“Age doesn’t retire, your cash flow does.”
Finally a retirement article in the mainstream media that gets it. This quote is from an article I read on the Fox Business site the other day (link here) that explains how while a savings goal is important for retirement, you also need to figure out a way to produce reliable cash flow from those savings so as not to run out in retirement. How much passive income (cash flow) your investments produces really does determine when you are able to retire.
There are many ways to achieve reliable cash flow to pay for your living expenses and while the article doesn’t really get into any specific strategies, I would like to talk about one today.
Dividend growth investing.
So what is dividend growth investing? D.G.I. as it is commonly called is investing in blue chip companies that have long track records of paying out part of their earnings in the form of dividends to their shareholders. The best of these also steadily increase the amount of the dividend each year, often at paces above the rate of inflation.
Creating a reliable stream of dividend income by accumulating shares of stock in some of America’a greatest companies that also give you annual raises above the rate of inflation is how I plan on being able to retire and hopefully be financially independent before I’m 40. Companies that fit this profile include Coca-Cola, Chevron, Procter and Gamble, General Mills, Wal-Mart, and Johnson & Johnson.
Your investments grow in two ways when investing in dividend growth stocks. First like other stocks you enjoy rising share prices as companies grow and when the overall market does well. Second you get dividends deposited into your brokerage account every 3 months (or monthly for some!). Unlike the first type of gain which you can only actually use when you sell, the dividends you receive do not require you to sell anything. You are simply being paid to own the stock and be a part-owner of these companies.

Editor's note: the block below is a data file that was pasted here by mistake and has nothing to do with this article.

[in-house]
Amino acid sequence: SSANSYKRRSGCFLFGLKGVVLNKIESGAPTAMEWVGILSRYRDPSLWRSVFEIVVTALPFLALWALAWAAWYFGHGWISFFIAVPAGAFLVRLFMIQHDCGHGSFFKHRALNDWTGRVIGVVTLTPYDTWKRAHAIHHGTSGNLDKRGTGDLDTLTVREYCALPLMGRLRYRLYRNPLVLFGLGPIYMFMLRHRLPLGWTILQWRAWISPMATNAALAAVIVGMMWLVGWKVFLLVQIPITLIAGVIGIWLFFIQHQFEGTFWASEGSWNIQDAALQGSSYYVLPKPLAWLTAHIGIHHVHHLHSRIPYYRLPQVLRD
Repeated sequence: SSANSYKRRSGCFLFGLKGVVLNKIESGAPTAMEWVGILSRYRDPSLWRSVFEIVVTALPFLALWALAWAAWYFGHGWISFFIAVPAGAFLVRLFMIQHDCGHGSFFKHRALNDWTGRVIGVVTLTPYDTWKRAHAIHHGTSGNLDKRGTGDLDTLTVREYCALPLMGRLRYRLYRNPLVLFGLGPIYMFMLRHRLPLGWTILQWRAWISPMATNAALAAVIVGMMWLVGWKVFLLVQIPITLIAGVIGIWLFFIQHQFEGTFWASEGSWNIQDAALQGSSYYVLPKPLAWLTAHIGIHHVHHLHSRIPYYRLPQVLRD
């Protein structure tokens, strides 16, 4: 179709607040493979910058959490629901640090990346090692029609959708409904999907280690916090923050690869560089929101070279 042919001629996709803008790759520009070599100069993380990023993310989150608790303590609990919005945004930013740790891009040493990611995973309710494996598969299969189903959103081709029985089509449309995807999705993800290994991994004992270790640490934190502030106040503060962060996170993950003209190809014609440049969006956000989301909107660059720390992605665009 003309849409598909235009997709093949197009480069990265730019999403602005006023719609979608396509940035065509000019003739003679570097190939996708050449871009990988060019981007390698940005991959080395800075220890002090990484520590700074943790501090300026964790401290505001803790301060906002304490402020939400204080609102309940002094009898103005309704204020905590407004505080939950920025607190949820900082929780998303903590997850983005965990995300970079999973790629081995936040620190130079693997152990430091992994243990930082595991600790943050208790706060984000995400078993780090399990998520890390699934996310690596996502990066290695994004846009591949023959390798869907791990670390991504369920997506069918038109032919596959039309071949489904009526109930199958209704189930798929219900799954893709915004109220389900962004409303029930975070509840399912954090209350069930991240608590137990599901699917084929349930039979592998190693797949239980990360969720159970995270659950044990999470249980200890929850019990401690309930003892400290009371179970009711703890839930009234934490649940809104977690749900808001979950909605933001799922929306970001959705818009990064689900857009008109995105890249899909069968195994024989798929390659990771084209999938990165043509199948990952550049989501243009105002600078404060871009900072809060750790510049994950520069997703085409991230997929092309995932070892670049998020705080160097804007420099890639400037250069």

So should only retired people invest in dividend growth stocks?
Not at all! Personally I believe it is a great strategy for anyone who is investing, whether that be somebody already retired looking for dependable cash flow in retirement, those in the work force looking to pack away for retirement or another long-term saving goal, or millennials like myself just starting out.
So what are the downsides to dividend growth investing?
Like any investment strategy investing in dividend growth stocks can have some downsides. If you are investing for total return, that is growing your investment total value as much as possible, you are not really focused on how much income your investments are producing for you. With dividend growth investing, the opposite is true. While total value is a nice way to measure your progress, I do it every month in my Balance Sheet Updates, the important metric is how much income you are making from dividends. When starting out, it takes a long time to build up a portfolio that creates enough dividend income.
For example if you buy stocks such as the aforementioned Coke, Chevron, P&G, General Mills, Wal-Mart, and J&J you are going to end up with a portfolio that yields around 3% for your initial yield on cost (dividend yield you will receive based on purchase price, as you get dividend raises, your yield on cost grows). This means for every $1000 you have in your portfolio you’re only getting 30 bucks back in dividends. Blah. If your only investing a hundred bucks or less like I was when I was first starting out, it seems like it will take forever to get to a point where your dividend income can cover all of your day to day expenses.
Ok, I’m getting a little off track here, but my main point is that the biggest downside to dividend growth investing is being able to weather through the days of small dividend checks, avoid getting discouraged, and staying on track with your strategy. That means no going and chasing the latest hot stock (Facebook anyone?) and abandoning your plan.
Dividend growth investing takes a long time before you start to see meaningful results but once you do, it becomes clear how this type of investing will allow you to be able to earn a reliable stream of income when you retire. As the article linked above explains, it’s all about the cash flow!
Full Disclosure: I am long Coca-Cola (KO), Chevron (CVX), and Wal-Mart (WMT). This post is simply my own opinions on investing and should not be taken as professional financial advice. Only you are responsible for your investing. Good luck and please share your thoughts below with a comment. Do you practice D.G.I. and how do you like it?